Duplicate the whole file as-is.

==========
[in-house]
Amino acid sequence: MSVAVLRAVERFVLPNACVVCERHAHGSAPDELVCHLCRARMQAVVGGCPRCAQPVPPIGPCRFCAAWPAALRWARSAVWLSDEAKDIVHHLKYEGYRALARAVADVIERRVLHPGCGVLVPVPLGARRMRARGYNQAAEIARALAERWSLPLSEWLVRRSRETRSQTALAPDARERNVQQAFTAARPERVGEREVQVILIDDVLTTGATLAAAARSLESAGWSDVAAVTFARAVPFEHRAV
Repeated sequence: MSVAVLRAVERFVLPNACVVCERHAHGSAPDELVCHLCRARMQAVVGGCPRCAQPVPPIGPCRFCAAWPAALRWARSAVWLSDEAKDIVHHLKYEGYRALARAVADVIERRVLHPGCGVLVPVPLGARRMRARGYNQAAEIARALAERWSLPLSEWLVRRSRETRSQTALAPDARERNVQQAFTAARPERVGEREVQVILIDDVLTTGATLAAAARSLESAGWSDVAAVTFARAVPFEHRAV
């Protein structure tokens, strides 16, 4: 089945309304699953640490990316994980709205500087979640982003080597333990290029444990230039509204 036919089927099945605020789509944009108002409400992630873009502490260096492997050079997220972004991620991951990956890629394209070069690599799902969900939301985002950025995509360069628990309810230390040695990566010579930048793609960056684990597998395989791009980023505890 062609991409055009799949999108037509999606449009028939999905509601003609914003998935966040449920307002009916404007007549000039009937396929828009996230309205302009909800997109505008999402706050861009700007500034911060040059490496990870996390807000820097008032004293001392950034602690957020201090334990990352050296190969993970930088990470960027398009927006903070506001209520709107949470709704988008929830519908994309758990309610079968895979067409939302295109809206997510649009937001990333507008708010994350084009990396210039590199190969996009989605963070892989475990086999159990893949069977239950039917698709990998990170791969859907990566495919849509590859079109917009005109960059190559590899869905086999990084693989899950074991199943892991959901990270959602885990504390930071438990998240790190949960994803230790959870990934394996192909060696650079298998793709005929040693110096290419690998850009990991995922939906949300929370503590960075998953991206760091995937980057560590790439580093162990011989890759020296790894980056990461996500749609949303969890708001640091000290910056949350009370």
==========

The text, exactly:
[in-house]
Amino acid sequence: MSVAVLRAVERFVLPNACVVCERHAHGSAPDELVCHLCRARMQAVVGGCPRCAQPVPPIGPCRFCAAWPAALRWARSAVWLSDEAKDIVHHLKYEGYRALARAVADVIERRVLHPGCGVLVPVPLGARRMRARGYNQAAEIARALAERWSLPLSEWLVRRSRETRSQTALAPDARERNVQQAFTAARPERVGEREVQVILIDDVLTTGATLAAAARSLESAGWSDVAAVTFARAVPFEHRAV
Repeated sequence: MSVAVLRAVERFVLPNACVVCERHAHGSAPDELVCHLCRARMQAVVGGCPRCAQPVPPIGPCRFCAAWPAALRWARSAVWLSDEAKDIVHHLKYEGYRALARAVADVIERRVLHPGCGVLVPVPLGARRMRARGYNQAAEIARALAERWSLPLSEWLVRRSRETRSQTALAPDARERNVQQAFTAARPERVGEREVQVILIDDVLTTGATLAAAARSLESAGWSDVAAVTFARAVPFEHRAV
């Protein structure tokens, strides 16, 4: 089945309304699953640490990316994980709205500087979640982003080597333990290029444990230039509204 036919089927099945605020789509944009108002409400992630873009502490260096492997050079997220972004991620991951990956890629394209070069690599799902969900939301985002950025995509360069628990309810230390040695990566010579930048793609960056684990597998395989791009980023505890 062609991409055009799949999108037509999606449009028939999905509601003609914003998935966040449920307002009916404007007549000039009937396929828009996230309205302009909800997109505008999402706050861009700007500034911060040059490496990870996390807000820097008032004293001392950034602690957020201090334990990352050296190969993970930088990470960027398009927006903070506001209520709107949470709704988008929830519908994309758990309610079968895979067409939302295109809206997510649009937001990333507008708010994350084009990396210039590199190969996009989605963070892989475990086999159990893949069977239950039917698709990998990170791969859907990566495919849509590859079109917009005109960059190559590899869905086999990084693989899950074991199943892991959901990270959602885990504390930071438990998240790190949960994803230790959870990934394996192909060696650079298998793709005929040693110096290419690998850009990991995922939906949300929370503590960075998953991206760091995937980057560590790439580093162990011989890759020296790894980056990461996500749609949303969890708001640091000290910056949350009370």